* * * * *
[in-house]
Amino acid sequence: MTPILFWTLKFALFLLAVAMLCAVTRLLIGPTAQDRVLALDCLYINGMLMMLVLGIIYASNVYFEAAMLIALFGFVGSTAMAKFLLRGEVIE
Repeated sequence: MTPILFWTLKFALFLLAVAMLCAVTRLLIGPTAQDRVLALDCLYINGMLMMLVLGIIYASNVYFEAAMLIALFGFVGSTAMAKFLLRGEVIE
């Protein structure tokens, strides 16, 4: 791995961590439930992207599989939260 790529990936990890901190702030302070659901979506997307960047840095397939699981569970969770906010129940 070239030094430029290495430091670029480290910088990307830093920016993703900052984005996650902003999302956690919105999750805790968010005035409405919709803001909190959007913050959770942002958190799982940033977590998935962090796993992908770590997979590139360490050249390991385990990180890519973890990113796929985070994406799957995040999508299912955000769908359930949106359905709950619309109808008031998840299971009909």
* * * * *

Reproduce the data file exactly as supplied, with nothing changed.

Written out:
[in-house]
Amino acid sequence: MTPILFWTLKFALFLLAVAMLCAVTRLLIGPTAQDRVLALDCLYINGMLMMLVLGIIYASNVYFEAAMLIALFGFVGSTAMAKFLLRGEVIE
Repeated sequence: MTPILFWTLKFALFLLAVAMLCAVTRLLIGPTAQDRVLALDCLYINGMLMMLVLGIIYASNVYFEAAMLIALFGFVGSTAMAKFLLRGEVIE
């Protein structure tokens, strides 16, 4: 791995961590439930992207599989939260 790529990936990890901190702030302070659901979506997307960047840095397939699981569970969770906010129940 070239030094430029290495430091670029480290910088990307830093920016993703900052984005996650902003999302956690919105999750805790968010005035409405919709803001909190959007913050959770942002958190799982940033977590998935962090796993992908770590997979590139360490050249390991385990990180890519973890990113796929985070994406799957995040999508299912955000769908359930949106359905709950619309109808008031998840299971009909």